LSU vs. Alabama Film Study: How Both Teams Run the Same Effective Pass Play

Carter Bryant@carterthepowerContributor INovember 4, 2013

LSU's Zach Mettenberger and Alabama's AJ McCarron are more alike than they are different. 

Mettenberger and McCarron are both experienced senior quarterbacks who are accurate and efficient. They lead run-first, pro-style offenses with a plethora of weapons at their disposal. 

They both also are excellent at throwing the corner route, one of the most difficult passes a defensive back can defend. 

A receiver runs five or more yards downfield then breaks toward the sideline at a 45-degree angle on a corner route. When ran to perfection, it is a difficult route to stop for a defensive back in zone or man coverage. 

Both LSU and Alabama ran the play to perfection in critical moments in last season's affair. 

Mettenberger's best game came against Alabama. His best throw of the season came in the fourth quarter to Odell Beckham Jr.

LSU lined up in an I-Formation with only one receiver on the play, Beckham Jr. The Tigers had success running the football, so Alabama clearly keys a run.

The Tigers know Alabama believes a run is coming, but they also guess Beckham Jr.'s cornerback, Deion Belue, will have safety help over the top to help cover the shifty receiver.  

LSU runs a rare one-man route with nine players in protection. By only running Beckham Jr. on the route, the Tigers trust Mettenberger to deliver a tight pass on the money in between Belue and safety Robert Lester.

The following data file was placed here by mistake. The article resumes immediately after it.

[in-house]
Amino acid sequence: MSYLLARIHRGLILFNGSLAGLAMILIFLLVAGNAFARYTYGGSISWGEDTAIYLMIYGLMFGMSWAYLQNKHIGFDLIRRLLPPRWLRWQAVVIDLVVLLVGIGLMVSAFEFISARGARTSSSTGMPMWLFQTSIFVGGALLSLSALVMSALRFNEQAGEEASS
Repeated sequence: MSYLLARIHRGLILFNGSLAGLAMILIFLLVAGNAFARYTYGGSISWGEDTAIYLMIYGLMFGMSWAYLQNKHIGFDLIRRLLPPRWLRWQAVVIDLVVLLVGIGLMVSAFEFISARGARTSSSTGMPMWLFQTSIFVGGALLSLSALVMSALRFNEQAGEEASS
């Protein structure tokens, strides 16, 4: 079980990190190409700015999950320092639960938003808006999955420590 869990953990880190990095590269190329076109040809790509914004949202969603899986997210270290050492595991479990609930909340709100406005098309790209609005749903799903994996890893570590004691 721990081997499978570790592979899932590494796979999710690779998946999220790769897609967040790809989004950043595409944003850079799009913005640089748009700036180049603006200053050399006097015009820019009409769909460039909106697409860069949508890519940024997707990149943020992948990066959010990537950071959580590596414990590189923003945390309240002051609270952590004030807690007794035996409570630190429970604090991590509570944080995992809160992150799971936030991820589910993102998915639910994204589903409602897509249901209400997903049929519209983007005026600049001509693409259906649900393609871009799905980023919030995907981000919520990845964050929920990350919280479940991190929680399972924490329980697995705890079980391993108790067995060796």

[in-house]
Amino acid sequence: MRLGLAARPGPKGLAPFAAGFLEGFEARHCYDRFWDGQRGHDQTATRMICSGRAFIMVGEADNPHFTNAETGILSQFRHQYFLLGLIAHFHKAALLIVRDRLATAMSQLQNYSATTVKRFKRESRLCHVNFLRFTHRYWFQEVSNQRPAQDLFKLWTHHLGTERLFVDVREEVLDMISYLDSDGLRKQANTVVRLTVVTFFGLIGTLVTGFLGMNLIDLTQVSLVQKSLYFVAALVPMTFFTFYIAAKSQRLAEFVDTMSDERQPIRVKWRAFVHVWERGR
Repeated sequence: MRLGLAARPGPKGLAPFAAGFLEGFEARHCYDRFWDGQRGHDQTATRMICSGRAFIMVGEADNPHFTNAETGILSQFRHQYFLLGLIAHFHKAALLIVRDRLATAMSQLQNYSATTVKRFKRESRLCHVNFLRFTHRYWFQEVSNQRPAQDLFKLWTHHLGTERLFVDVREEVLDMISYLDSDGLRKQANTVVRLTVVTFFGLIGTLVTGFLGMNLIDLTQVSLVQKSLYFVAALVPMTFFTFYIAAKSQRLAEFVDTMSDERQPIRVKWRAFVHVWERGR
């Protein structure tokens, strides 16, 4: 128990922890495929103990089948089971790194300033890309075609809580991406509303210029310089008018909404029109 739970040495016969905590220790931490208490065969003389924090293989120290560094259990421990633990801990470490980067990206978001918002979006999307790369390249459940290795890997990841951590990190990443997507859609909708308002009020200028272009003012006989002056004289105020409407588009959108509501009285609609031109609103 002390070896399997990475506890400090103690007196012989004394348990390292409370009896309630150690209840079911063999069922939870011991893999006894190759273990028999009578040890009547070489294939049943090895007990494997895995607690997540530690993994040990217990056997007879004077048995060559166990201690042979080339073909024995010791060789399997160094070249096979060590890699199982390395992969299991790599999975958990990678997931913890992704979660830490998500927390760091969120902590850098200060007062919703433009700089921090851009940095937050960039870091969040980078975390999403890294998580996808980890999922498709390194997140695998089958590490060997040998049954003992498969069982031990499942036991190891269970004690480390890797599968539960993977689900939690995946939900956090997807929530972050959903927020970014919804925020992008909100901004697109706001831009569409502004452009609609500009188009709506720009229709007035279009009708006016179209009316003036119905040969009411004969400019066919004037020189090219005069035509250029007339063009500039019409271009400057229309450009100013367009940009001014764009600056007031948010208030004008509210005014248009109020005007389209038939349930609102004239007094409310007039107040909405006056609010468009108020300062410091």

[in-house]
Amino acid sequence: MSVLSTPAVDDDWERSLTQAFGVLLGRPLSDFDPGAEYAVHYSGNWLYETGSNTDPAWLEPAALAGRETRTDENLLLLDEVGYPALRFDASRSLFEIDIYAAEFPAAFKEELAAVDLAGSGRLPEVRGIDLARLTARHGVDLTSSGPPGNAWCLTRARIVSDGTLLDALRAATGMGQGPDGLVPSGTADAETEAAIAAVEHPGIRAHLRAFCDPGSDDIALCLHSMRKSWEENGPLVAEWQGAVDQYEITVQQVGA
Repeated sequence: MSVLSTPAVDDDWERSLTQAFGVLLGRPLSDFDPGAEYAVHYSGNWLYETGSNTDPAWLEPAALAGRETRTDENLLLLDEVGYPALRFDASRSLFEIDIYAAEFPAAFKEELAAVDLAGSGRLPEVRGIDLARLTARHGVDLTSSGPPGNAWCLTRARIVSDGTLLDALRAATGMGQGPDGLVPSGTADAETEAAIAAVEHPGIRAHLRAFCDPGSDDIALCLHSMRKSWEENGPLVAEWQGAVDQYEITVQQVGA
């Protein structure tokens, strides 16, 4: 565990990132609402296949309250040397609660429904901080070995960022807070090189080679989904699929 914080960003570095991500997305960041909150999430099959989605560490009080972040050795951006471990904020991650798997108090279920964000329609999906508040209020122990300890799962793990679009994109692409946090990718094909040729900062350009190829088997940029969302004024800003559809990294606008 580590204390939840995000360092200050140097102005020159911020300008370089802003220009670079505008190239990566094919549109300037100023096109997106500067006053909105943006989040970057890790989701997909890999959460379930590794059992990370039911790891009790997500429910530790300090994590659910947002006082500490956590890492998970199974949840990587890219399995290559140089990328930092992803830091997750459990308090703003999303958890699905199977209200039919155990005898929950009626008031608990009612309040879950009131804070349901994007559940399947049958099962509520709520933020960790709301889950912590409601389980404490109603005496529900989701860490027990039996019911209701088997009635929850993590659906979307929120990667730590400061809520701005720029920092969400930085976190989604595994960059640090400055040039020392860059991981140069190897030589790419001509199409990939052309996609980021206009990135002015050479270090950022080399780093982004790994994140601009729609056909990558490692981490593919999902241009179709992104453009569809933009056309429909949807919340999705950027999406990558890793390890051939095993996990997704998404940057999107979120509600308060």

Alabama's linebackers were completely fooled, as expected. The pass protection on the play is flawless. It is now up to Mettenberger to deliver the football on the money. 

Beckham Jr. begins his route on the play by running in a straight line upfield. He and fellow LSU star receiver Jarvis Landry is excellent at disguising their route. Belue opens his body to the inside, which is proper technique in zone coverage knowing he has safety help with Robert Lester.

Mettenberger delivers the pass in a perfect pocket. For LSU to give up a sack on the play would be embarrassing.  

Notice where Beckham Jr. is on the route when the ball is delivered. He is beginning his break toward the sideline, knowing where the ball will be delivered. 

While the ball is in the air, notice where Beckham Jr. is now on the route. He has great separation from Belue and Lester, but Belue does a fine job to sink back to help cover on the play. But because Belue opened up his hips to the inside to begin the play, he must now flip his hips again to track back to help. This costs him some speed and momentum. 

Belue and Beckham Jr. now rise up to make a catch. Belue is back there with him but is flat-footed from flipping his hips twice.

Beckham Jr. vise-grips the pigskin, despite Belue getting a hand on it. A perfect catch on a perfectly thrown ball against excellent coverage.

This pass completed a crucial first down for LSU. The Tigers moved the chains and eventually put Alabama on their own 25-yard-line with less than a minute remaining. Down by three, Alabama needed a score to keep its record unblemished. 

LSU's defense, like it has done many times, could not close the game. Alabama drove down the field swiftly to win the game on a T.J. Yeldon touchdown reception

McCarron would strike the Tigers with the corner route on the second play of his masterful game-winning 75-yard drive. Alabama's best slot receiver, Kevin Norwood, was the recipient.

Alabama has no timeouts late in the fourth quarter. Getting first downs is the objective for the clock to stop momentarily, but it is even better to get out of bounds in the process. A corner route is perfect as it is ran toward the sideline.